Day 10.5 - The Riot
Trip Start Jun 18, 2008
19Trip End Jul 05, 2008
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We piled on the bus and started heading toward Brno where we were to spend the afternoon. About an hour outside Prague one of the girls from Idaho realized that her luggage wasn't with her. It turns out she left it in the dining area at breakfast. Mattais, our tour guide managed to get through to the hotel and they agreed to drive it out to the abandoned and/or under construction truck stop we were hanging out at. Marci and I went on a hunt for a working bathroom. The only thing we could find was a super sketch port-a-potty which I instantly regretted opening as soon as I saw the contents.
Eventually the luggage showed up. The girl was embarrassed as all get out, but happy to have her things again. We loaded up the bus again and started heading toward Brno. Soon enough we entered the Czech Republic's 2nd largest city. I desperately needed to find a bathroom as I'd sucked down a bottle of water at the truck stop. Mattais came to my aid and we found a lovely little restaurant that would let us use their bathroom. The waiter spoke German and a little broken English so most of Team Molalla decided to eat there. The food was lovely and quite cheap.
I was quite engrossed in the menu and didn't notice that Marcy, with whom I was sharing a table with, was starting to get visibly nervous about something. Marcy discreetly pointed out a couple of vans sitting a mere fifty or so feet from where we were sitting. The vans were filled with Czech police officers in uniforms and swat gear, all of whom were looking quite anxious. When looking for a place to eat, we had noticed that quite a large numbers of the shops had been closed, which Mattais insisted was very unusual.
Our restaurant was located in the middle of a block. At the end of the block we were sitting at was a four way intersection. All the buildings around us where very tall and it made me feel like we were in a kind of a canyon almost. So, shortly after we noticed the vans full of police officers, we noticed that everyone that was walking down the street at the end of our block was dressed head-to-toe in black. Some wearing masks. Others wearing bandannas or were obvious skin heads, (the large man with a swastika tattooed on the back of his head was easy to spot). While the people in black were walking one way, regularly dressed, fairly nervous looking people were going the other way. This is when I started getting nervous. Then I saw the line of police officers in riot gear. There were at least 15 of them making their way up the street. Marcy and I looked at each other, jaws on the ground. We both started looking for the quickest entrance to a building, to safety should whatever's going to happen get ugly. Then the chanting started. There were obviously more people than those we had seen walking.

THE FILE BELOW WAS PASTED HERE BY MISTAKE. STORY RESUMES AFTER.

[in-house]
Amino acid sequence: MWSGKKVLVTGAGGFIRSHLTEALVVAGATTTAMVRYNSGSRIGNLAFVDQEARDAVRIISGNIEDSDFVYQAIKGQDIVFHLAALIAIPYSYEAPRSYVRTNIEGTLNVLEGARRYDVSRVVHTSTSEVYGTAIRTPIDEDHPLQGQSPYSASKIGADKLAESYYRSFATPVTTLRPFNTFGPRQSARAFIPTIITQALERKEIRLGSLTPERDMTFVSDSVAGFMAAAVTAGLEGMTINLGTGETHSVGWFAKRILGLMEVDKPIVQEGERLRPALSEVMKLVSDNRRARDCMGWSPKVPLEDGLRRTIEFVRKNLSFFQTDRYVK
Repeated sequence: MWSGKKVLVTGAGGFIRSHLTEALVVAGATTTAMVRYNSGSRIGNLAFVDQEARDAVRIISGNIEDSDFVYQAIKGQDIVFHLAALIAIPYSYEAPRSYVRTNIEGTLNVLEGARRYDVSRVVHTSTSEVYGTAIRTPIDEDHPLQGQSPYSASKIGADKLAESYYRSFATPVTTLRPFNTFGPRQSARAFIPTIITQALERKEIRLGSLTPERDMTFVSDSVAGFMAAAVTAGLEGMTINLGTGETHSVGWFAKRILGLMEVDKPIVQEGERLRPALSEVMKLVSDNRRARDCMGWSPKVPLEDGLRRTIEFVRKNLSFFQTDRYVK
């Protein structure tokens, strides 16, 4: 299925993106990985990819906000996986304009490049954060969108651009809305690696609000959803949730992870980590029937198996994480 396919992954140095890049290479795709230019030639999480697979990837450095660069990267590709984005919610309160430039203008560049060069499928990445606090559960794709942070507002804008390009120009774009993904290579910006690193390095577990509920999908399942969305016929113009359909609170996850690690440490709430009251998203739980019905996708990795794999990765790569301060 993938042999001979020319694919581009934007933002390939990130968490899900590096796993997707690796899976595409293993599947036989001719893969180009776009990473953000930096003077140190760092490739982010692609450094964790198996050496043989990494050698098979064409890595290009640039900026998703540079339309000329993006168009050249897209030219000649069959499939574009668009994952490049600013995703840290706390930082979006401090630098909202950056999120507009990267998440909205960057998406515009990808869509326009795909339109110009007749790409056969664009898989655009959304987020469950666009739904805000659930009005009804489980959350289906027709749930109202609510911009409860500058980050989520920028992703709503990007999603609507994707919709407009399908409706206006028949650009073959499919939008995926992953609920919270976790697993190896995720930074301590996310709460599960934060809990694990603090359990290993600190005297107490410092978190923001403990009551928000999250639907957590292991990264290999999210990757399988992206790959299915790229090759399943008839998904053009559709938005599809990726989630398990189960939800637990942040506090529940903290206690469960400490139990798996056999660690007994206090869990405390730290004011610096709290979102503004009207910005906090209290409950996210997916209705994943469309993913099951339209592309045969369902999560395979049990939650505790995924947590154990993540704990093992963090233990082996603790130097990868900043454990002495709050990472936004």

Our waiter who was being very nice, considering the circumstances, but wouldn't directly answer any of our questions: "Does this happen often?", "Do you know what's happening?", "Is it going to get violent?". The waiter disappeared and we noticed that the chanting was getting closer. A huge mob started coming down the next street over. A giant mass of people in black masks waiving homophobic signs in English and Czech. A large sign protested "No way for gay". I started wolfing down my food. The mob disappeared from view, although we could still hear them. It wasn't long before the mob circled another corner and they started making their way toward the street we were sitting on. At this point, the police, using multiple rows of officers in swat gear boxed the group between two buildings. The police were all very intense with their riot gear and bullet proof vests. A small crowd of onlookers gathered to gawk. Some of the Molalla kids ran up and snapped pictures while the adults looked worried. No one was sure what we were going to do, but the next addition to the police force sealed the deal for us: Mounted Swat Officers. Even the horses had riot gear on. I was terribly confused when staring at this huge crowd of angry skin heads in front of us, I hear horses on cobblestone. Imagine my surprise when I turned around to be staring down a number of riot horses. It was then Mattais decided it was time to leave. Many of the kids were so excited they could barely contain themselves. "I hope it's on CNN!" they shouted.
We made it to the bus and made it to Hungary without any further incident.